Both her claim and the premise it rests on are inaccurate. Ms Leach has misread and misunderstood the purpose and function of the Global Contract.

Point 15 of the Vision and Guiding Principles of the Compact, produced under the auspices of the United Nations, states the following:

“The Global Compact reaffirms the sovereign right of the states to determine their national migration policy and their prerogative to govern migration within their jurisdiction, in conformity with international law.”

In other words, provided that a member state of the United Nations is not breaking any international laws, it is quite within its rights to determine its own national migration policy.

So, under this agreement, no big bogey or unnamed “powerful foreign entity” could cause a national government to alter its national policy on migration unless that policy contravened international law.

And that is where this issue becomes very interesting. An online perusal of the compact reveals that the United States of America, at the behest of Donald Trump, did not participate in agreement negotiations.

And Scott Morrison on Australia’s behalf would not be party to the agreement because he feared that Australia’s “strong border protection” could be undermined.

So, what do Donald Trump, Scott Morrison, and Helen Leach have in common here?

It seems that none of them wishes to conform to international laws on migration issues. Thus for them the easiest way to sidestep all of that obligation is not to be party to the compact in the first place.

Hence Trump’s border wall, hence ScoMo’s jaunt to Christmas Island, and hence Helen Leach’s invocation of the “open borders/foreign entity/ALP damage” spectre.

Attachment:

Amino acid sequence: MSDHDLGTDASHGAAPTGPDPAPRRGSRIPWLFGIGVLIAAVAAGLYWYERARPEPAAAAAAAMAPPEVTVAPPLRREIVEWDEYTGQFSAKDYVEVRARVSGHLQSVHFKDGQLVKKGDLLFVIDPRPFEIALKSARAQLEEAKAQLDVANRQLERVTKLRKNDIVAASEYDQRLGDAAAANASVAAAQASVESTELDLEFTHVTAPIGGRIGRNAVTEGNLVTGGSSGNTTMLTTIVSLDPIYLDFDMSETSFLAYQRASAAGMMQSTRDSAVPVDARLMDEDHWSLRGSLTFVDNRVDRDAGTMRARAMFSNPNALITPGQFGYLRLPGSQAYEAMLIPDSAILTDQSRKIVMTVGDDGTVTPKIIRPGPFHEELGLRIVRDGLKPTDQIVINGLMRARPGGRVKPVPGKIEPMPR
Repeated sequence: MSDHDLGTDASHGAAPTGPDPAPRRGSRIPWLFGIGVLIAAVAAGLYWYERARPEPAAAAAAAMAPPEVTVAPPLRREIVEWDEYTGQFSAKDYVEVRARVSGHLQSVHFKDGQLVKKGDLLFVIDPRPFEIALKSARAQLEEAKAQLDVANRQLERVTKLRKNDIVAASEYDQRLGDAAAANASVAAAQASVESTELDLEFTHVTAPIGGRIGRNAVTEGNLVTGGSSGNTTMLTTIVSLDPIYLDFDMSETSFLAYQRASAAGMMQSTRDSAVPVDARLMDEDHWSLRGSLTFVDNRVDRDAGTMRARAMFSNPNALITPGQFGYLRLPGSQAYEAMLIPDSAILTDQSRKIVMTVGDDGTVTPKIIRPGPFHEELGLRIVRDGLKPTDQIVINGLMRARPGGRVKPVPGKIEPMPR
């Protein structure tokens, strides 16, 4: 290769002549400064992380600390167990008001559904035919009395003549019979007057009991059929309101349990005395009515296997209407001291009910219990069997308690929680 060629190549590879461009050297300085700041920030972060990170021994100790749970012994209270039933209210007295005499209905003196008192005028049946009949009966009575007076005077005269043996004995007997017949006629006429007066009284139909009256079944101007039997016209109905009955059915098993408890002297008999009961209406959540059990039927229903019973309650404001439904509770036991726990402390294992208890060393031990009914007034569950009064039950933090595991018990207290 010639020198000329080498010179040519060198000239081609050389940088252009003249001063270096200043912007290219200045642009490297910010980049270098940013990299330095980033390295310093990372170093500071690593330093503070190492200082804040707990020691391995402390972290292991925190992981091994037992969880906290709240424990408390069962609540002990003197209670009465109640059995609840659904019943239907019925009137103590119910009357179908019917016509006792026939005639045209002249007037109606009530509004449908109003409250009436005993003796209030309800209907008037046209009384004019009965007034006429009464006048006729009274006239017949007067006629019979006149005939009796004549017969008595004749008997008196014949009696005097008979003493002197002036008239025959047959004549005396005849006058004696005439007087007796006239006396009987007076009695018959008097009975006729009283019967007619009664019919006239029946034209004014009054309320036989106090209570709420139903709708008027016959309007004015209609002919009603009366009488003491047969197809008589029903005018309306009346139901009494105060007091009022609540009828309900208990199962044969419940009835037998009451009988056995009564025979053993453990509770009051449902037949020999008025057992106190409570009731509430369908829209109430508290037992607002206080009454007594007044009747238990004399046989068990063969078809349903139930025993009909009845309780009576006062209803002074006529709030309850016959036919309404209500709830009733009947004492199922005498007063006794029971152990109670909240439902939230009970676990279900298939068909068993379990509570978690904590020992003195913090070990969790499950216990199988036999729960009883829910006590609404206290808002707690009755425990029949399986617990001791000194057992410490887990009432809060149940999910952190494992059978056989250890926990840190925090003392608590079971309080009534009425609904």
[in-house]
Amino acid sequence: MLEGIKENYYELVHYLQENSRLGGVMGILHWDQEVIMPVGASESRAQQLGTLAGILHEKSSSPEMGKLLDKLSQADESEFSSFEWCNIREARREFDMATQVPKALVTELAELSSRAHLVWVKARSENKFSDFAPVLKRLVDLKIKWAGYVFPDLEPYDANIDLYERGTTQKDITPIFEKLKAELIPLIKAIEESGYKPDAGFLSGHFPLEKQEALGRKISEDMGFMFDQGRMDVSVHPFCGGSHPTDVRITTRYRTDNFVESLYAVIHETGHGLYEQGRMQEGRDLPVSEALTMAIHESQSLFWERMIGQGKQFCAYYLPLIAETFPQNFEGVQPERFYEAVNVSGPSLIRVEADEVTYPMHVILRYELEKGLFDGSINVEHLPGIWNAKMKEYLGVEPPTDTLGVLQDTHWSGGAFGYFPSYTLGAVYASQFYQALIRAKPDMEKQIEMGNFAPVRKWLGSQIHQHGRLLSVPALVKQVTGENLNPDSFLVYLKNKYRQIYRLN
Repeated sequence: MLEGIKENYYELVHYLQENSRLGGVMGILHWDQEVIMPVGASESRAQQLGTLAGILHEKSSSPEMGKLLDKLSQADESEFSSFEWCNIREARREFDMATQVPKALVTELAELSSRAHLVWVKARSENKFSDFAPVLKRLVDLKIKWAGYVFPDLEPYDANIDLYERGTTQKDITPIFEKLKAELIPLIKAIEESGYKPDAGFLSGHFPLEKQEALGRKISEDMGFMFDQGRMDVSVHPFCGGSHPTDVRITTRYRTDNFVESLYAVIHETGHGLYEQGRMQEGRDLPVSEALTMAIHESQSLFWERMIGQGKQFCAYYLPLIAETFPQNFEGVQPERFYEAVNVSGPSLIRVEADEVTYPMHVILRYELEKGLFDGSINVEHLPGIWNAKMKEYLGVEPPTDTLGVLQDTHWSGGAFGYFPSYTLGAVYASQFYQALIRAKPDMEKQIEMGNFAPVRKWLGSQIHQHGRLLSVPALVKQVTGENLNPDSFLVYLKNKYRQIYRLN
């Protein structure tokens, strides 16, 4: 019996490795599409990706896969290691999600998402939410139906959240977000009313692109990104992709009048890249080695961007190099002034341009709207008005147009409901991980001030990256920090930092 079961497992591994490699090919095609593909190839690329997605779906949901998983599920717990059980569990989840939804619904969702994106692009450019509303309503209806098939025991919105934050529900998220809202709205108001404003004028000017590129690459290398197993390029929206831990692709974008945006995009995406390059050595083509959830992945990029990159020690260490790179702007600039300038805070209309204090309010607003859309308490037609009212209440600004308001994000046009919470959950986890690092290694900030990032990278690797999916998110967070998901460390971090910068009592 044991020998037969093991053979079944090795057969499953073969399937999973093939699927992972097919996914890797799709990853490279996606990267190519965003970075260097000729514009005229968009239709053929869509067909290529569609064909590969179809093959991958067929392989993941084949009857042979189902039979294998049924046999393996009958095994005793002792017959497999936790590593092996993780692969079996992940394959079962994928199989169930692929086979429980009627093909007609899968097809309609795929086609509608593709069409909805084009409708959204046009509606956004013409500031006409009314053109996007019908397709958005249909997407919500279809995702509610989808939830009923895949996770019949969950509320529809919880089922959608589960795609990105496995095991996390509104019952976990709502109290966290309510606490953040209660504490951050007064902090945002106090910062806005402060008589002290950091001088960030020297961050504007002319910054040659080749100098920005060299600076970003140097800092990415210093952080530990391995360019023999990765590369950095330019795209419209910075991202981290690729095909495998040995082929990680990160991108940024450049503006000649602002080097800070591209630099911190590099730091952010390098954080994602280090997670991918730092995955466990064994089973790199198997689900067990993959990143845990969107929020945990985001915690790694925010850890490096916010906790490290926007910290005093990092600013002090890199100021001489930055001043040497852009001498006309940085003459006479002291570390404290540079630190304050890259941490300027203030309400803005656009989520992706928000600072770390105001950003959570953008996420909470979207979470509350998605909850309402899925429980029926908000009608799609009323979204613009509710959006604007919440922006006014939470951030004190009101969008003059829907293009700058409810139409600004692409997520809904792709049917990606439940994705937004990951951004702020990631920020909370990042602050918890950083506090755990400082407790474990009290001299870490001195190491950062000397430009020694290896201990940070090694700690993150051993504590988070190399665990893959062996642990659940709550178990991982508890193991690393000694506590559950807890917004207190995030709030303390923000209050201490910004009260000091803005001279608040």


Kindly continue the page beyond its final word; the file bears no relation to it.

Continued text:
Has it never occurred to any of these people to think of the benefits that migrants can bring to their country of settlement?

When will this xenophobia be seen for what it is? The biggest risks would seem to be avoiding change and closing our borders, our eyes and our minds to the future.

Julie Hopper, Bendigo

Climate change election

This is the climate change election. When will our political dinosaurs realise that renewables are best for the environment?

Schoolchildren and young people are showing us the way.

Native species are being extinguished. The rivers and oceans are greatly under threat. Dead fish in the Murray Basin is a calamity.

Contradictory attitudes from parties who seem to prefer coal, do not take a firm stand on the Adani mine.

Our politicians have no credibility on the climate issues nor about their close association with Chinese billionaires.

Denials and negativity are probably going to be the hallmarks of the election campaign.

Let’s hope that electors see through this.

Wendy Hebbard, Woodend